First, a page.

Unfortunately, Verbatim +R DL blanks that are made in Singapore are the only DL media that's worth using.
I am unfamiliar with the dvd-rom setting. Can you enlighten me a bit on why or what this does, and how changing this setting improves copying?
It does not improve copying. Changing the booktype to "dvd-rom" improves the likelyhood the media will be played back in more standalone players. Doing this step affects playback only. But this step is important because Slysoft software does not change booktypes.
I don't have a copy of CloneCD, just CloneDVD2. I went through so much money trying to find something that would let me back up my dvds, before I finally arrived here and got the info I needed. Or at least enough to let me do what I needed to. I have only had one or two failures with AnyDVD in general. I have noticed the break problem, but since I see the pauses occasionally in my regular disks, I guess I have learned to accept them in my back ups with less problem, even though it is an alteration of the movie as released.
Your problem is you need to use Verbatim +R DL media. Clonedvd2 will not retain the original layer break position (nor will Shrink, Recode, and other transcoder based applications), but it should still work reasonably well with Verbatim +R DL media (that's made in Singapore). Anything else is simply not worth using, imo.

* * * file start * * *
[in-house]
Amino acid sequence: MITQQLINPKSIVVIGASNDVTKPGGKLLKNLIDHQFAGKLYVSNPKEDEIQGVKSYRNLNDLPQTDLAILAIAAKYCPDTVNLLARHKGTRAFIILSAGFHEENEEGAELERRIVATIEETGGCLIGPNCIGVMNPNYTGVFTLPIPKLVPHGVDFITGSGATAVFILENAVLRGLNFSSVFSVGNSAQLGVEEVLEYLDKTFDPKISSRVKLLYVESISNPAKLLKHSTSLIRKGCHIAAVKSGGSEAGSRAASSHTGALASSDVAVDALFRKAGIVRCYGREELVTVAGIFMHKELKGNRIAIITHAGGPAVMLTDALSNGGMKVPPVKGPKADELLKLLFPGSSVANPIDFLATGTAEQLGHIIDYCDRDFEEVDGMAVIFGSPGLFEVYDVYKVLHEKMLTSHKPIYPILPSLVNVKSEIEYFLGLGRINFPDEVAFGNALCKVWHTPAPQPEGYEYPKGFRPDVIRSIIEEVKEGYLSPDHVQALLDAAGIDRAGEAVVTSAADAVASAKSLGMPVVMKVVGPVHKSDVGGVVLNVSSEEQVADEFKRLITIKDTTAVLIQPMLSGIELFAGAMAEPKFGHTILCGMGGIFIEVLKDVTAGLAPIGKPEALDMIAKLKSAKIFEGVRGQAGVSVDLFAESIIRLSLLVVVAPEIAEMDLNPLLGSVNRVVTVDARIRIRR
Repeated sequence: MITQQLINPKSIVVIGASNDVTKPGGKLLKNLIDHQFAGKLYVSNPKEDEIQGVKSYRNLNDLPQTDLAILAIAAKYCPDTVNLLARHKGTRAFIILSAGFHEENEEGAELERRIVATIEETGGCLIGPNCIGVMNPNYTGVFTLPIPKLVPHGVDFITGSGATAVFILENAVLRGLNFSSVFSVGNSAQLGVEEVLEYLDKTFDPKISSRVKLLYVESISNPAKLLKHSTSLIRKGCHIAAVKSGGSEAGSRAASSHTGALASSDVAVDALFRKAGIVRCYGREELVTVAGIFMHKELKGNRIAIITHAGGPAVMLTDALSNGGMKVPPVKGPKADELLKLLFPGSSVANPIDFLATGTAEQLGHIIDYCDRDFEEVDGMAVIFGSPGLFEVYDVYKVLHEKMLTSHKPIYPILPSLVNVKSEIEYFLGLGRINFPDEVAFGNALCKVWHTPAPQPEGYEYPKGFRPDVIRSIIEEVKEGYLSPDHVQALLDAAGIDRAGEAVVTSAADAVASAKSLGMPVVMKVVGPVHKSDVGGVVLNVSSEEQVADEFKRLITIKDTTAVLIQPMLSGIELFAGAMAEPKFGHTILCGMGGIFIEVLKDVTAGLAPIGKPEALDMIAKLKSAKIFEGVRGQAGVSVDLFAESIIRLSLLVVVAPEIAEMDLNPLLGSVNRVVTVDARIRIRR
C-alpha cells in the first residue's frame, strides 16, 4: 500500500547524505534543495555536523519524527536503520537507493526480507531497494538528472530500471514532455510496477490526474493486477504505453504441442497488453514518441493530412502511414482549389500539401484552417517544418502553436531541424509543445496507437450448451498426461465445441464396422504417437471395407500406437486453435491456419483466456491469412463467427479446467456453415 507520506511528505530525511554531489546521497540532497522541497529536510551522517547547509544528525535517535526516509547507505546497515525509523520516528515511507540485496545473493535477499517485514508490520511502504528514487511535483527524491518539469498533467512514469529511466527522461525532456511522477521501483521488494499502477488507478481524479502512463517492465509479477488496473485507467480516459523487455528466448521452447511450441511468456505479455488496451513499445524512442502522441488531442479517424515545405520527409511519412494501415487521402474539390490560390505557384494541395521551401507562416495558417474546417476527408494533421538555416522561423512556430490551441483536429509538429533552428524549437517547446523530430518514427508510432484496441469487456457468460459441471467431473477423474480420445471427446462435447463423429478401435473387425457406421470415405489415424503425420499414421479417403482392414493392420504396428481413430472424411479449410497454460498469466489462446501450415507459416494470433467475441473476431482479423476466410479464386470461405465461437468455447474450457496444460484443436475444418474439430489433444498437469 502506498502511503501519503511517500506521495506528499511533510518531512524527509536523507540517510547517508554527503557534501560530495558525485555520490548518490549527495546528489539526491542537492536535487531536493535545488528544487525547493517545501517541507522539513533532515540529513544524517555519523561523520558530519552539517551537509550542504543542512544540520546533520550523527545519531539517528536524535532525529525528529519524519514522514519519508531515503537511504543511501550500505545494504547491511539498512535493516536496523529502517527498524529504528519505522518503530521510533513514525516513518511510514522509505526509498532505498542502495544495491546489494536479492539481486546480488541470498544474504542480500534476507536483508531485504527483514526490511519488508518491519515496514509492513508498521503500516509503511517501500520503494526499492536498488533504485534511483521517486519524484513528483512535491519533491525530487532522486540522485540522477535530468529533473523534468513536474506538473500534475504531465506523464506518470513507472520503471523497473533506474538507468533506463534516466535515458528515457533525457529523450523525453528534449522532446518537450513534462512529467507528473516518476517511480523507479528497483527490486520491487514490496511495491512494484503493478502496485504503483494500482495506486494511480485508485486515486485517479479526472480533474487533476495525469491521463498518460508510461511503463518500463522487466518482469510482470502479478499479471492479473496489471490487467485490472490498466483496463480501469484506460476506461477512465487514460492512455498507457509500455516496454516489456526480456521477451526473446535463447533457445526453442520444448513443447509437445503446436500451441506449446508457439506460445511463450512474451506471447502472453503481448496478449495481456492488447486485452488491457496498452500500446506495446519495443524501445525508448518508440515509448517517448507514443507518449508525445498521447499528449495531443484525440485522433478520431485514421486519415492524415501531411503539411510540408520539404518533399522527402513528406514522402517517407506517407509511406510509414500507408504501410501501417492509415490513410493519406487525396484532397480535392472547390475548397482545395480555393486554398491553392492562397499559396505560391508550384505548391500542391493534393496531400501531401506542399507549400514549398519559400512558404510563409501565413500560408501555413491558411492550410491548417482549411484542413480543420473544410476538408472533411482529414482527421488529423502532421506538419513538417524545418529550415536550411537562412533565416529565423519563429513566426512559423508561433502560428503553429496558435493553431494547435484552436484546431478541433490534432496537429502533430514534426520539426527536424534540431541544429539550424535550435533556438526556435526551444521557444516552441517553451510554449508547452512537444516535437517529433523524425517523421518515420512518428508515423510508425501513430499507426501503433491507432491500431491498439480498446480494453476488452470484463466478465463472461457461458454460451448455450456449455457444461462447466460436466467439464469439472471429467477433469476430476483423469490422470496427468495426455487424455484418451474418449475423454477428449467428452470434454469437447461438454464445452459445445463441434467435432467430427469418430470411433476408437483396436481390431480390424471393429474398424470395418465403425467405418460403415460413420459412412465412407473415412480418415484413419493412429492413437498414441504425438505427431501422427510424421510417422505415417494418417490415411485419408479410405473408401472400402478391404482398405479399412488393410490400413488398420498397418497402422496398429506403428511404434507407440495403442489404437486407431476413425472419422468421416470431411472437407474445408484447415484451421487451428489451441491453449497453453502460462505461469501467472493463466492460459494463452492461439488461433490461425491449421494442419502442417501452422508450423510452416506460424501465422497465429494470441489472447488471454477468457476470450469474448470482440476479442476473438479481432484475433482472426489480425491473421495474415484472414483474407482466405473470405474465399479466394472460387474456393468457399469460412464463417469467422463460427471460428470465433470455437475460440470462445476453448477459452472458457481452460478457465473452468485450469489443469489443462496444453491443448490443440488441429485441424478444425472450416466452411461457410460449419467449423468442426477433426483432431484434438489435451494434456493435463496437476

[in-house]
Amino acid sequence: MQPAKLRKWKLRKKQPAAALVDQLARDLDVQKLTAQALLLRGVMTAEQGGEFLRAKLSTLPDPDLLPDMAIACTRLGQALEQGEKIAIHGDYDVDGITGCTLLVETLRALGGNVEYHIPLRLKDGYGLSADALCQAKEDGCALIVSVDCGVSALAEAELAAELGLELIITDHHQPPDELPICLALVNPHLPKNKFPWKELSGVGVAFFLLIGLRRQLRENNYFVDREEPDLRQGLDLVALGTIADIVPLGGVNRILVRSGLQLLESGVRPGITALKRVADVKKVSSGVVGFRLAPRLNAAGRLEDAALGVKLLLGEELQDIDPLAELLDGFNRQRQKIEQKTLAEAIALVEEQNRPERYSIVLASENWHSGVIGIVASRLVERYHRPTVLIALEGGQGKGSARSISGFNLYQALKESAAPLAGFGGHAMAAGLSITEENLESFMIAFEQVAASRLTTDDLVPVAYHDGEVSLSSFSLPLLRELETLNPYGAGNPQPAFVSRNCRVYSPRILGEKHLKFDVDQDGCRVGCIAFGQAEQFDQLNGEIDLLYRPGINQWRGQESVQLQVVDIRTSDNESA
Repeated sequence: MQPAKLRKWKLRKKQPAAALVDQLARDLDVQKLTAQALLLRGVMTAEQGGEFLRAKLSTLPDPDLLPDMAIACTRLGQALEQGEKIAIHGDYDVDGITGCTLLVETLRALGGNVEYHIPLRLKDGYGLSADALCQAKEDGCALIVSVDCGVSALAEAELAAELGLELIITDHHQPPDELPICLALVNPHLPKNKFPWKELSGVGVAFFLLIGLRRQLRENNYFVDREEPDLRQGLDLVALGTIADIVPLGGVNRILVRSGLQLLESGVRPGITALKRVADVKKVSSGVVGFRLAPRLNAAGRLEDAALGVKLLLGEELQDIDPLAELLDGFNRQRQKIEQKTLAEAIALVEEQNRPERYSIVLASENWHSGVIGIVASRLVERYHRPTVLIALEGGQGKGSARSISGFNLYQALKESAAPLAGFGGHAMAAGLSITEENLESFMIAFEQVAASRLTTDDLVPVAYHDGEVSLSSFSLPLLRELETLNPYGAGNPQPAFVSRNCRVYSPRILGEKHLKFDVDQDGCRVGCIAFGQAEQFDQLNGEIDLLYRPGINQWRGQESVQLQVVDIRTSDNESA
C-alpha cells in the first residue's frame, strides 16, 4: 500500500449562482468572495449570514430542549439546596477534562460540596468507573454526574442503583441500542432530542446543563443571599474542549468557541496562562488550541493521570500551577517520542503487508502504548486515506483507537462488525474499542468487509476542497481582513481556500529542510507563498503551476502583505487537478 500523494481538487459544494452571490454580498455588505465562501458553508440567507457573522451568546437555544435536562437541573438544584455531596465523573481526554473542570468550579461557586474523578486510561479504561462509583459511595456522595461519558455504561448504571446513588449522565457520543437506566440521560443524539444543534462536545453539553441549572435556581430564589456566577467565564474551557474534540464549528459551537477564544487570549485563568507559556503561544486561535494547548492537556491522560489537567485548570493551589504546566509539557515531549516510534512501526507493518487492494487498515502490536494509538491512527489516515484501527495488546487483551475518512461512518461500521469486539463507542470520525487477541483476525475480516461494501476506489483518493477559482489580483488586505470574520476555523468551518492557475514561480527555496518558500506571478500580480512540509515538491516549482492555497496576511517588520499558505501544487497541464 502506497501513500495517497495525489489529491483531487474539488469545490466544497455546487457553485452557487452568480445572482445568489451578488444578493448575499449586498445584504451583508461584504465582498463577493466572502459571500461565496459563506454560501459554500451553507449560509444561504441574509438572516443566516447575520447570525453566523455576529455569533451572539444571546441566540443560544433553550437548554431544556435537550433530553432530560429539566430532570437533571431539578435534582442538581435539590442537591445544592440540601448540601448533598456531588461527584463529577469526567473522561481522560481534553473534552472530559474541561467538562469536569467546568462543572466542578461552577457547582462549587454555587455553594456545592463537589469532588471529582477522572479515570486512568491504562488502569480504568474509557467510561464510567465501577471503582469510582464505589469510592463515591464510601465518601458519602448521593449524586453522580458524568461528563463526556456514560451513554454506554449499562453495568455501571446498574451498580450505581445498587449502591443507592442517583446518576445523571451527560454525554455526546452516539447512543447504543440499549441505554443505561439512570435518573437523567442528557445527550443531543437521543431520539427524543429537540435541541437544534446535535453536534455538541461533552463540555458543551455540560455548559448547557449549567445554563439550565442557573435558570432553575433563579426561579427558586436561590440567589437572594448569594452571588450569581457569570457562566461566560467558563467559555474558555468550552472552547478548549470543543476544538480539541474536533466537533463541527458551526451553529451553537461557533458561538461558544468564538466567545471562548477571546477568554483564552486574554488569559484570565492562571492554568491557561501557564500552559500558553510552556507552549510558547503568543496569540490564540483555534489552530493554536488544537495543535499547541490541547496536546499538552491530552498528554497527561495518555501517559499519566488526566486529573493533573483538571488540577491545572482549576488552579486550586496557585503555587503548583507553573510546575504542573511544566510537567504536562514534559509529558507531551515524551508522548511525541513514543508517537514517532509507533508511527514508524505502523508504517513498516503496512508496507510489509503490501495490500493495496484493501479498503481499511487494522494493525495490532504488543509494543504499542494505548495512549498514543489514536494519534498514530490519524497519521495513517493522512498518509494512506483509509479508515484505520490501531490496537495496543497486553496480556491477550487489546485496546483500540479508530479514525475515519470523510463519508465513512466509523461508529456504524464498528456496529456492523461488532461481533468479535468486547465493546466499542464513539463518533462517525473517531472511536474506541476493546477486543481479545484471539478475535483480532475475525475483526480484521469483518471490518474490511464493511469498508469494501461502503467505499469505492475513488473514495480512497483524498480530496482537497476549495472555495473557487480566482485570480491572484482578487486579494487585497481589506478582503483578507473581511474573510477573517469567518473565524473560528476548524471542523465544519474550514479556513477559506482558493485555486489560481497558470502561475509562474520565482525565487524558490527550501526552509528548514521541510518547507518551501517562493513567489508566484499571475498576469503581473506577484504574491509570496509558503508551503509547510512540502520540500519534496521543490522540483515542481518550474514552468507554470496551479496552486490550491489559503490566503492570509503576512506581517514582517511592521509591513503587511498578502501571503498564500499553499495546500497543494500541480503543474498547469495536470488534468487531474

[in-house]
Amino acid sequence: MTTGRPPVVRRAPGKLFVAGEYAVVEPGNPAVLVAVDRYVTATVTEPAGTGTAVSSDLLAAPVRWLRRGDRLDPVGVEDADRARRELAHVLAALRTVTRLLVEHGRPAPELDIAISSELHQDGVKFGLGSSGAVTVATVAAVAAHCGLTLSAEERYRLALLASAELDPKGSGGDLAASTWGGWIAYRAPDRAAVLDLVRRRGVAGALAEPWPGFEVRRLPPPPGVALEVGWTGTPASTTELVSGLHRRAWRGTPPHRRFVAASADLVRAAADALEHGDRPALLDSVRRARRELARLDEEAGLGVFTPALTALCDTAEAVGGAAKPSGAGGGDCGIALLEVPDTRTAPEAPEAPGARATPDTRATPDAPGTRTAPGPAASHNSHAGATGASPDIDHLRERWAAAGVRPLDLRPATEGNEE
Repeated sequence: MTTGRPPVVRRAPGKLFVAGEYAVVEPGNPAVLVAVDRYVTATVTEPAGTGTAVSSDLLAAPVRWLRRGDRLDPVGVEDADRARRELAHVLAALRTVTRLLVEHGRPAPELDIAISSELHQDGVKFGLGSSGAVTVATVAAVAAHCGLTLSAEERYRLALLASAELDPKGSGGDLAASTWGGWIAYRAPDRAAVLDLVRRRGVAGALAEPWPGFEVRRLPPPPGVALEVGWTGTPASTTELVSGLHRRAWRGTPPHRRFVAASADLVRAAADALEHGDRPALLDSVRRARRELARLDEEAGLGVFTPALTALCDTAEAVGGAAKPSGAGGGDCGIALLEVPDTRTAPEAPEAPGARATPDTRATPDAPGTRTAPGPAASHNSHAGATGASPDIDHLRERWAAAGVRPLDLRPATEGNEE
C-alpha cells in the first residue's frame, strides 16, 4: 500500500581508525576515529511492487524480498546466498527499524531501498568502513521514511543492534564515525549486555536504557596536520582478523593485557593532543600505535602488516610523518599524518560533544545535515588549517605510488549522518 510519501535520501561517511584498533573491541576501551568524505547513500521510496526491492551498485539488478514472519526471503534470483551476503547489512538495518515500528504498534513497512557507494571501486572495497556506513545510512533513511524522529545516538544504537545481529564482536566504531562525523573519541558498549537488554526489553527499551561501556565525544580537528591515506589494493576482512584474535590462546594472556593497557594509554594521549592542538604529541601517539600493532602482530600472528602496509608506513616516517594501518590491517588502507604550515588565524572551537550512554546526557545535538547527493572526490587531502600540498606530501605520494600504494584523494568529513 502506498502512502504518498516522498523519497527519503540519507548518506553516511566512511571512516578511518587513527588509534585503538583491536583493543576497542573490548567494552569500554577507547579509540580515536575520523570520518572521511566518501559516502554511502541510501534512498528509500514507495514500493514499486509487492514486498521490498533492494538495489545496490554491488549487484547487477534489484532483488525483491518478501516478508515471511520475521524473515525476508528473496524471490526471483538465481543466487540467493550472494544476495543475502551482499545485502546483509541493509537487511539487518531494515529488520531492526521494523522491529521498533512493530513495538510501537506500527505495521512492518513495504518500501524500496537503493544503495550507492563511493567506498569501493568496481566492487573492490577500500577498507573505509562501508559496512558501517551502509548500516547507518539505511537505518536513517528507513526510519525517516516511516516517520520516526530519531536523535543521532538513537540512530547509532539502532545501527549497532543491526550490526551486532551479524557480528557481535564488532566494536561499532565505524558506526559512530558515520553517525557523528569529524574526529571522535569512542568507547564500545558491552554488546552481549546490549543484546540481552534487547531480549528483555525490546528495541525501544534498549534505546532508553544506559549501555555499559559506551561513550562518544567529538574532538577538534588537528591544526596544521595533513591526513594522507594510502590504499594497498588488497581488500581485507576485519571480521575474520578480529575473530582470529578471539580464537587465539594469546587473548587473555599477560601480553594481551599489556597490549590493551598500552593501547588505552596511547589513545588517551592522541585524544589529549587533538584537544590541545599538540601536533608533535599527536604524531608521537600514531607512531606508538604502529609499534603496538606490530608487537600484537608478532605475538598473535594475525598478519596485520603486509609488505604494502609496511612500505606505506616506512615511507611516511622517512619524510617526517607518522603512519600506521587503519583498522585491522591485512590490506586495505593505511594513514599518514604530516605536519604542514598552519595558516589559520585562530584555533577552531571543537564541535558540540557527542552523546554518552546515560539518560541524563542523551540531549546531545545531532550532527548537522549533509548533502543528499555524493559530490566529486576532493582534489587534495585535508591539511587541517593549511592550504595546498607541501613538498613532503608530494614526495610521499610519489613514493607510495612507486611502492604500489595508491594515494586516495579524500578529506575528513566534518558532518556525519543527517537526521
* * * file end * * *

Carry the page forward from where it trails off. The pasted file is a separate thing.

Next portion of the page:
If you really want to make 1:1 copies of movies using +R DL media, then you should be taking a look at Clonecd, if you also use Anydvd.
I am more concerned about unreadable disks that negate the whole process, or in this case, unwriteable files. Which brings me to a point. As I was writing another movie, I got a media failure error message during the process. This is a different message than the redundancy error message I started this thread with. The new error message suggested simply changing the media I was writing and trying again. Which I did and everything was fine. Exactly as I expected if there was a "write to" disk problem.
Again, the problem is your choice of blank media. When you use Verbatim + R DL media, you won't come across as many bad blanks (like the ones you've encountered). The reason there is a "write to disk problem" is because you had a bad blank (this occurs more often when you use non-Verbatim +R DL media). At some point you have to ask yourself if using inferior quality blanks is really worth it. Burns produced on Verbatim +R DL media are better; consequently, those discs will play over a longer period of time. Verbatim +R DL media also tends to be constructed better than the cheaper stuff.